New underwater volcano discovered in Hawaii
The sprawling chain of Hawaiian volcanoes just got bigger! The Hawaiian island of O’ahu has been actually formed by three massive
Washington: The sprawling chain of Hawaiian volcanoes just got bigger! The Hawaiian island of O’ahu has been actually formed by three massive shield volcanoes and not just two as previously thought, a new study has found.
Researchers from the University of Hawaii at Manoa (UHM), and colleagues recently discovered that O’ahu actually consists of three major Hawaiian shield volcanoes, not two, as believed earlier.
The island of O’ahu, as we know it today, is the remnants of two volcanoes, Wai’anae and Ko’olau. But extending almost 100 km from Ka’ena Point, the western tip of the island of O’ahu, is a large region of shallow bathymetry, called the submarine Ka’ena Ridge.
It is that region that has now been recognised to represent a precursor volcano to the island of O’ahu, and on whose flanks the Wai’anae and Ko’olau Volcanoes later formed.
Prior to the recognition of Ka’ena Volcano, Wai’anae Volcano was assumed to have been exceptionally large and to have formed an unusually large distance from its next oldest neighbour – Kauai.
“Both of these assumptions can now be revised: Wai’anae is not as large as previously thought and Ka’ena Volcano formed in the region between Kauai and Wai’anae,” said John Sinton, lead author of the study.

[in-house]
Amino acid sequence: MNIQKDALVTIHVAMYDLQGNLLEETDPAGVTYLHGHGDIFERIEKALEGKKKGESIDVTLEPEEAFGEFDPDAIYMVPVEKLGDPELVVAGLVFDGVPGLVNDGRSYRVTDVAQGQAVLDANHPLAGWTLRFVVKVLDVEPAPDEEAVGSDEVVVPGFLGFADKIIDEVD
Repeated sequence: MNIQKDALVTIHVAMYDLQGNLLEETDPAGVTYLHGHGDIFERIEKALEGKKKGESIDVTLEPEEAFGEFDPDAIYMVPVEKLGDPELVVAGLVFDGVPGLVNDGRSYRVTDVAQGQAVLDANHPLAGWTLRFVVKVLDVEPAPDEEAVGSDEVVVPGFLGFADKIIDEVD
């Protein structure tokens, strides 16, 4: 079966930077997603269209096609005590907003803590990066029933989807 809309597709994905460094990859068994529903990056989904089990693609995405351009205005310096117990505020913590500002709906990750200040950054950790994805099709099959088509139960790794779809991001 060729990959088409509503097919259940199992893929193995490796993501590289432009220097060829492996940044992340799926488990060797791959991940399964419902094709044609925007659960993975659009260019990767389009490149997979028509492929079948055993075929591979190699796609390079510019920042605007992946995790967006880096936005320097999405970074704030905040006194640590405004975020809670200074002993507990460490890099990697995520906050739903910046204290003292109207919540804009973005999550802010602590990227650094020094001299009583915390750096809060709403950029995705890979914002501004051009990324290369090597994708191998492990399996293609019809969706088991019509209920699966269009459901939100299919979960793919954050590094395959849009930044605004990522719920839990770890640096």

“We previously knew that they formed by partial melting of the crust beneath Wai’anae, but we didn’t understand why they have the isotopic composition that they do,” said Sinton.
“Now, we realise that the deep crust that melted under Waianae is actually part of the earlier Ka’ena Volcano,” Sinton said.
This new understanding has been a long time in the making. Among the most important developments was the acquisition of high-quality bathymetric data of the seafloor in the region.
The new data showed that Ka’ena Ridge had an unusual morphology, unlike that of submarine rift zone extensions of on-land volcanoes. Researchers then began collecting samples from Ka’ena and Wai’alu submarine Ridges.
The geochemical and age data, along with geological observations and geophysical data confirmed that Ka’ena was not part of Waianae, but rather was an earlier volcanic edifice; Wai’anae must have been built on the flanks of Ka’ena, researchers said.
“What is particularly interesting is that Ka’ena appears to have had an unusually prolonged history as a submarine volcano, only breaching the ocean surface very late in its history,” said Sinton.